Gen Welsh’s Love For Airmen Will Be His Lasting Legacy

Then-Air Force Chief of Staff Gen. Mark A. Welsh III congratulates Cadet 1st Class Amy Silverbush at the U.S. Air Force Academy’s Class of 2016 graduation ceremony at Falcon Stadium in Colorado Springs, Colo., June 2, 2016.
U.S. Air Force photo by Mike Kaplan

August 2012, The Pentagon. I had just reported for duty on what would become my last assignment in uniform. Gen. Mark Welsh had just taken over as Air Force chief of staff. Having recently served in Germany, I was very familiar with him; he was the commander of U.S. Air Forces in Europe for part of my tour there, and I’d heard him speak on numerous occasions.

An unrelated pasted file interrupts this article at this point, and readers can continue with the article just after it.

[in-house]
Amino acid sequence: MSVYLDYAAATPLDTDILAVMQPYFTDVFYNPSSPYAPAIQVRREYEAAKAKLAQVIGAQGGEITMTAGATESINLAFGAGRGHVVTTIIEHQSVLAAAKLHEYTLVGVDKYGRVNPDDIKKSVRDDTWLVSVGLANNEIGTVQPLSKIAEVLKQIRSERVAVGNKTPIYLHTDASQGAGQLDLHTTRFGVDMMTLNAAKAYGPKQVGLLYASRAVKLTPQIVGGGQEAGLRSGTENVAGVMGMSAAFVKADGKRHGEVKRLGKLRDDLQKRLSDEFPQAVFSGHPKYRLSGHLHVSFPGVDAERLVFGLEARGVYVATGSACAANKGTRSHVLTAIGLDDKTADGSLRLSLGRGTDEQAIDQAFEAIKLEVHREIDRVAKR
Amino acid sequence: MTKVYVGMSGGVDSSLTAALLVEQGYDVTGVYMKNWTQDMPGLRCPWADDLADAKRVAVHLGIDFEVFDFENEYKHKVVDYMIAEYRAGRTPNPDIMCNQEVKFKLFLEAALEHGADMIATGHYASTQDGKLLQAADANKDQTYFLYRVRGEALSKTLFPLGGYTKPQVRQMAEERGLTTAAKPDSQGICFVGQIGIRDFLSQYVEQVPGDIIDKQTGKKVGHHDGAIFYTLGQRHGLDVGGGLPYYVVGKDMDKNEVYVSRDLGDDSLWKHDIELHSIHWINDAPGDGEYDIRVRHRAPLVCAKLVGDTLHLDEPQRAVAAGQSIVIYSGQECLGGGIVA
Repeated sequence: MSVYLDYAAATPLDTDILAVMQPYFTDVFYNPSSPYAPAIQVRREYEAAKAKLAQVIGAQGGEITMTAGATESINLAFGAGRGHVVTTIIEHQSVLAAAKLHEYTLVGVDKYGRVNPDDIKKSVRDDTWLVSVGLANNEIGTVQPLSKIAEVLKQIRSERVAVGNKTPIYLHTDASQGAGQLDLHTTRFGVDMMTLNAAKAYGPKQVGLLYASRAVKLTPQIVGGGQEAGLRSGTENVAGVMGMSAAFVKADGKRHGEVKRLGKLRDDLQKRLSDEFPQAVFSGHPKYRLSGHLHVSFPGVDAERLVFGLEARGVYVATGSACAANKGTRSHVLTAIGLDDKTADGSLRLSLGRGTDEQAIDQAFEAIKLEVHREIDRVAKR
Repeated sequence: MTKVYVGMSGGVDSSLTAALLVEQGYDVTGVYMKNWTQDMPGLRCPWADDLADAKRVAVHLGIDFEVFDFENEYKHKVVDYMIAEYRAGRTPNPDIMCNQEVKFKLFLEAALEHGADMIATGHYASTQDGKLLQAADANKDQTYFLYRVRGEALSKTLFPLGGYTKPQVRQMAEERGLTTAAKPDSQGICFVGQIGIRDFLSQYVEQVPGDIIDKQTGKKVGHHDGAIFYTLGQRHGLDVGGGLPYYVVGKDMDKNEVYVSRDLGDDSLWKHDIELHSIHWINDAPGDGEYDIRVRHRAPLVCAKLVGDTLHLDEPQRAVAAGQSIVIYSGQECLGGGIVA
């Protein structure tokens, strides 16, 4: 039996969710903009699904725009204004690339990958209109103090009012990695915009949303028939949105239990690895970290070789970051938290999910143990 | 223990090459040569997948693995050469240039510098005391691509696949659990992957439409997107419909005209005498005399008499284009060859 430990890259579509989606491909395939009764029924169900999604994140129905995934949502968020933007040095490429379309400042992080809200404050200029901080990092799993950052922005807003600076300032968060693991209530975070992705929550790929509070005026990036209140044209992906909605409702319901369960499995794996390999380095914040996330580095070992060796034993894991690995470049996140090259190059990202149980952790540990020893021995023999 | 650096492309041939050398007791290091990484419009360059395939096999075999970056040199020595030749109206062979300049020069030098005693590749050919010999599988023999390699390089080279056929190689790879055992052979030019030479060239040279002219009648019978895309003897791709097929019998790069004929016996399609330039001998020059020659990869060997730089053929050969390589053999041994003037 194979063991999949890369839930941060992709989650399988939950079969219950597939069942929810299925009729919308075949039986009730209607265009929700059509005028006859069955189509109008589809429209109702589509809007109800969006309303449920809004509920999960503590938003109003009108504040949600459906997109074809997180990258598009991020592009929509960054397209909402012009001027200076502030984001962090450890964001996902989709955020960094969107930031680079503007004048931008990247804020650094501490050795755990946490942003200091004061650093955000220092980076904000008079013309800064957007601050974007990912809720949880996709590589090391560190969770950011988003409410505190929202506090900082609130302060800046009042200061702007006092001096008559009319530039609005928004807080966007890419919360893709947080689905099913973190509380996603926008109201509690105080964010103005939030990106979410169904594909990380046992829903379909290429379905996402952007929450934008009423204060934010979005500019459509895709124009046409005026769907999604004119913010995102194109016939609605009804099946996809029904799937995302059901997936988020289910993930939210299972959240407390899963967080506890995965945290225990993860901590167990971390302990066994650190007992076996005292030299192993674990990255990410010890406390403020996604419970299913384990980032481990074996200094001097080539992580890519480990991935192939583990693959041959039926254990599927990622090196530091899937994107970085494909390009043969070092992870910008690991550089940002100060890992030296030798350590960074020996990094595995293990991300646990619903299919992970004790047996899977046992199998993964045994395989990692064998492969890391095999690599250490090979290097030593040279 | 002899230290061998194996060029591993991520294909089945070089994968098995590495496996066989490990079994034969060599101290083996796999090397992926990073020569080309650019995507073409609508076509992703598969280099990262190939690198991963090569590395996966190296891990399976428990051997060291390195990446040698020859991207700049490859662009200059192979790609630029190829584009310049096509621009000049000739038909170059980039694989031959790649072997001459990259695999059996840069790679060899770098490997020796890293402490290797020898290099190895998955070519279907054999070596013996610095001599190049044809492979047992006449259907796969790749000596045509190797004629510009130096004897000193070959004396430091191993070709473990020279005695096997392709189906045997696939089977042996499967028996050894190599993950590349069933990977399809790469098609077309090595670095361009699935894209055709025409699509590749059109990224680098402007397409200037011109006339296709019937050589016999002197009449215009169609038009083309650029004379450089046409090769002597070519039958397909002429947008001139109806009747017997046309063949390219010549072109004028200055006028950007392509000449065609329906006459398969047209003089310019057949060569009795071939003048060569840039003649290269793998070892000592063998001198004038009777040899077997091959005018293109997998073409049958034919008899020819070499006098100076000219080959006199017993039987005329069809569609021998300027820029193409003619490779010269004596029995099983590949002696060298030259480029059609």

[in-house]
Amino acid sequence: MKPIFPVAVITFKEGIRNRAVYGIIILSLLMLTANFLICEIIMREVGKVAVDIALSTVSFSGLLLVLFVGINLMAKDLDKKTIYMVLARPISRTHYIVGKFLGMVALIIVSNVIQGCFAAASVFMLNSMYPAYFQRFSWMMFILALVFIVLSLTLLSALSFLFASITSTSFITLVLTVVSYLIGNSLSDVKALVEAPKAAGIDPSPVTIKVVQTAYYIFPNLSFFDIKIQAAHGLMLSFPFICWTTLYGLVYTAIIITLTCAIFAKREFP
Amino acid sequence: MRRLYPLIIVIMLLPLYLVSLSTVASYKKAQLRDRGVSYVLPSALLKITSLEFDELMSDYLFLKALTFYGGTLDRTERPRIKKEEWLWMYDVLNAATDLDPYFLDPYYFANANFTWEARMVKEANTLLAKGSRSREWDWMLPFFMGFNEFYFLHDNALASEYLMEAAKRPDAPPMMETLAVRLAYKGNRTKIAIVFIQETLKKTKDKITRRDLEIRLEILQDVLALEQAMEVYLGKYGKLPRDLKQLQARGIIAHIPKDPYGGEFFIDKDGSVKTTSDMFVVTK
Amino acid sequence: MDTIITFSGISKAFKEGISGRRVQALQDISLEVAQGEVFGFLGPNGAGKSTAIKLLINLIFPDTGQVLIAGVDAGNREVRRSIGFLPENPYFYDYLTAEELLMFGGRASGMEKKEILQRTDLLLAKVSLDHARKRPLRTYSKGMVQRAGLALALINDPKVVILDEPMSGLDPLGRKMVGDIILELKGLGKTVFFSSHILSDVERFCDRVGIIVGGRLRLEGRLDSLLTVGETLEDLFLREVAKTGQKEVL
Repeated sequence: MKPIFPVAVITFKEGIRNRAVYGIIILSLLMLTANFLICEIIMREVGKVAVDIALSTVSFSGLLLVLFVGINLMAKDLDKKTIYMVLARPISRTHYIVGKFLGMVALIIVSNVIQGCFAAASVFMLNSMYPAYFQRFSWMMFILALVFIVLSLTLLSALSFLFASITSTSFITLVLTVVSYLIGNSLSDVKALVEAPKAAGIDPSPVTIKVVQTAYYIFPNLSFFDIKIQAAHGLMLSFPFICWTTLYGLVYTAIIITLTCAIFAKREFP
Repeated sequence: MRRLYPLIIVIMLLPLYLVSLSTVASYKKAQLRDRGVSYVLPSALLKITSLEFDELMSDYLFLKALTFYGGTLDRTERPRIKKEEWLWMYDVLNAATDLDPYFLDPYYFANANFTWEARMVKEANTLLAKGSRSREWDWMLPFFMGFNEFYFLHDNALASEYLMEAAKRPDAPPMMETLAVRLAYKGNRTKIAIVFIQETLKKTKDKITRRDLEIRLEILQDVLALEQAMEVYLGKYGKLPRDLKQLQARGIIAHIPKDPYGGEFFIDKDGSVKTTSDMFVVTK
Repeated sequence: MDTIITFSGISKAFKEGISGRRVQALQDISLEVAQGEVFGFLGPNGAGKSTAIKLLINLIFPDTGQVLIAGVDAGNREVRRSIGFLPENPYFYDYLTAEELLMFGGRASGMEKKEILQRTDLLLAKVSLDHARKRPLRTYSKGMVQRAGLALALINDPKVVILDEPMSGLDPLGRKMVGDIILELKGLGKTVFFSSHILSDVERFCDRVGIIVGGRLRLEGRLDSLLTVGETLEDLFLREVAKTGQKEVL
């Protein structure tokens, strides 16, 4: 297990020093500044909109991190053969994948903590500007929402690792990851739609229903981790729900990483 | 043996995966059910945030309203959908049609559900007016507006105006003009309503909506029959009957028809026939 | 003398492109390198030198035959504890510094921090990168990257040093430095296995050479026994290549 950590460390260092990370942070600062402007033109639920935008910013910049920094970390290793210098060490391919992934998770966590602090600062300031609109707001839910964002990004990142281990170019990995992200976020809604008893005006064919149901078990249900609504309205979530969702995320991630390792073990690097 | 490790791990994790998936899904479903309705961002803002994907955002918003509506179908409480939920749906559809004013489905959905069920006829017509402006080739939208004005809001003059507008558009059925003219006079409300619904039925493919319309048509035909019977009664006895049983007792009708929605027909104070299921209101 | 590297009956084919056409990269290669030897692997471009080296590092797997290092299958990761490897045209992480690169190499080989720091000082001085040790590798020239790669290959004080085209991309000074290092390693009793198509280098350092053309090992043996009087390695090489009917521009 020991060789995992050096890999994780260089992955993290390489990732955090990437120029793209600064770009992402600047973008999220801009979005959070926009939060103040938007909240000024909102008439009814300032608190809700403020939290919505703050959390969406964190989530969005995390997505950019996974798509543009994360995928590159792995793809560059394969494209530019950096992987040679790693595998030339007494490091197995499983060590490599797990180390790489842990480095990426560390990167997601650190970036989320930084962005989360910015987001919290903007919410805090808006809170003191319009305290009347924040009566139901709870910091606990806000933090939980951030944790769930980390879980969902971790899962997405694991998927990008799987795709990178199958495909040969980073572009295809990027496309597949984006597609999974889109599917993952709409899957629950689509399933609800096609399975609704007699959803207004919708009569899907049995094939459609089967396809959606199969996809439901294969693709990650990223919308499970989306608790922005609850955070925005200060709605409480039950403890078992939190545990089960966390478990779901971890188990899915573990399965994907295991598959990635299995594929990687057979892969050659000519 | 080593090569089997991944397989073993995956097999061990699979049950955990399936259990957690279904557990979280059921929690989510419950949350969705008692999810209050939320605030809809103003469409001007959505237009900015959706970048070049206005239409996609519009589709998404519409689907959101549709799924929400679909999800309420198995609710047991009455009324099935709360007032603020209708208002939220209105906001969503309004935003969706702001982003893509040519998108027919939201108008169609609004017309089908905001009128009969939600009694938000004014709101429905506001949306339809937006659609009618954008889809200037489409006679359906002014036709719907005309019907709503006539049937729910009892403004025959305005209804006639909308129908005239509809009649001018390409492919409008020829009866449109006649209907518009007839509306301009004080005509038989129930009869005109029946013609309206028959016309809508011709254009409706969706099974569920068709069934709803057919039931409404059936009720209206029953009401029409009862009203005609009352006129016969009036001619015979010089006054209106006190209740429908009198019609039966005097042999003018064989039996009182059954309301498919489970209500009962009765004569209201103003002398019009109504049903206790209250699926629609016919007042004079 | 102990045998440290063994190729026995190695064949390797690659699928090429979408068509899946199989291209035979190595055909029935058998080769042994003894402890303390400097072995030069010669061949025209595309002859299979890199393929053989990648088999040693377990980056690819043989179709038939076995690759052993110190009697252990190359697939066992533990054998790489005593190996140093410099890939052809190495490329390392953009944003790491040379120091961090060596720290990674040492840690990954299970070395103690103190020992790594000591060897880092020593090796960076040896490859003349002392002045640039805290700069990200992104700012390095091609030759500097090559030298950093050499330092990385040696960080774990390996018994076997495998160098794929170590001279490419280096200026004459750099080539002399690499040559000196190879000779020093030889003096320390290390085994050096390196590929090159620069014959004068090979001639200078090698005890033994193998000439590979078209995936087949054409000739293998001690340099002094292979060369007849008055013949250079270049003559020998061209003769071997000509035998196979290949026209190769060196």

On this day, I was showing my kids around the building — they were excited to see what the legendary Pentagon looked like inside. Walking them down the Air Force command section, Welsh’s executive officer was conversing in the doorway of the command suite. When he saw my kids, he asked if they wanted to come in and “see the chief’s office.” Their eyes got wide as we walked into the suite and were loaded up with all kinds of Air Force swag to take home.

Air Force Chief of Staff Gen. Mark A. Welsh III hosts Maj. Jack Nelson and his family prior to Nelson receiving the 2015 Koren Kolligian Jr. Trophy at the Pentagon in Washington, D.C., May 25, 2016.U.S. Air Force photo by Andy Morataya